One thing I love about that down time in December, between the holidays, is the opportunity I am afforded to slow down and connect a little deeper to those with whom I am most close. A recent discussion (turned debate) explored the idea of wanting others vs. needing others (friendships, partnerships or work relationships) and it left me curious to explore the ideas more, on my own.
When we’re young, we want to be seen and heard. We want to be noticed. We want to be liked. As we grow older, these wants get tempered by our needs — the things that make us feel safe and secure. We learn that being vulnerable can be dangerous, so we stop wanting those things that might put us at risk. But, if we’re honest about what we need from others, perhaps we can find ways to get those needs met in such a way that doesn’t compromise our sense of self or safety.
This concept is so relevant to me as I constantly think about our community. As humans, what we want most in life is to feel that we matter, that we are a part of something bigger than us. This is true whether you’re an individual or part of a team or company. When you feel like you have purpose, when you can see how your actions matter, then it doesn’t matter if it’s a family member, friend or coworker who makes you feel this way — as long as someone does!
Wanting community and needing community does not have to be mutually exclusive, according to a new study. The research shows that people who feel the need for social interaction can still enjoy a sense of belonging and community if they are able to achieve it.
Researchers at Florida Atlantic University reviewed the existing literature on belongingness and community, which has been shown to be essential for mental health and well-being. They found that belongingness is defined as a subjective feeling that one is accepted and valued as a member of a group, while community describes shared values among people who live in close proximity, such as having mutual friends or being part of the same neighborhood.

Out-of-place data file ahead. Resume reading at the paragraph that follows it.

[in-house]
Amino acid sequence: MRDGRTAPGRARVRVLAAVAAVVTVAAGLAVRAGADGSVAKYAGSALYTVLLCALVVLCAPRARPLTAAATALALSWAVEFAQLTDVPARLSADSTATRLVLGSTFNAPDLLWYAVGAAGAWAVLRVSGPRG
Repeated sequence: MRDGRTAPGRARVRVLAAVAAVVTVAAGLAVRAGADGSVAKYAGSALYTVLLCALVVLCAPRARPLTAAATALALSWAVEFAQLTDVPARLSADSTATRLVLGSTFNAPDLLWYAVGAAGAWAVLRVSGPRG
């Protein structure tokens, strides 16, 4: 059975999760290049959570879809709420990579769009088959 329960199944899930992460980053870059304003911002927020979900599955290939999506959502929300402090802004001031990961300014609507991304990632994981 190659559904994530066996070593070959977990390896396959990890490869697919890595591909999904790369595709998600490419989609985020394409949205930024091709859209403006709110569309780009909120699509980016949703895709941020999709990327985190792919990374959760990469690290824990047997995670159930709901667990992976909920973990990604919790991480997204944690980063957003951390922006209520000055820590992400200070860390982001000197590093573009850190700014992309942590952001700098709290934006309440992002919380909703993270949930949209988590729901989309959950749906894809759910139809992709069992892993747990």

“What we found was that belongingness refers to a person’s subjective feeling of being accepted by others,” said Sarah Schreiber, Ph.D., an assistant professor in FAU’s Department of Psychology who led the study. “Community refers more to objective membership in groups.”
People require connections, but they also want them. With careful consideration and an openness to change, these two ideals are not mutually exclusive. When we unwrap ourselves from discomfort that comes with a need for security, it frees us to enjoy the benefits of having a community of people who will share in our successes, provide encouragement when we have failed, and even offer help when we become overwhelmed.
As I reviewed 2022 at Keller, more specifically looked back at the things I am most proud of, I think of the community that we have built together. I have always maintained that this place was built to fulfill my WANT for community, but that discussion with a friend and colleague allowed me to realize that my NEED for this community at Keller is just as strong. Furthermore, I have no doubt that Keller Street CoWork is a community of many who feel the same.
*If you haven’t been in and want to check it out, take a tour. We’d love you to join our community!
Photo by Helena Lopes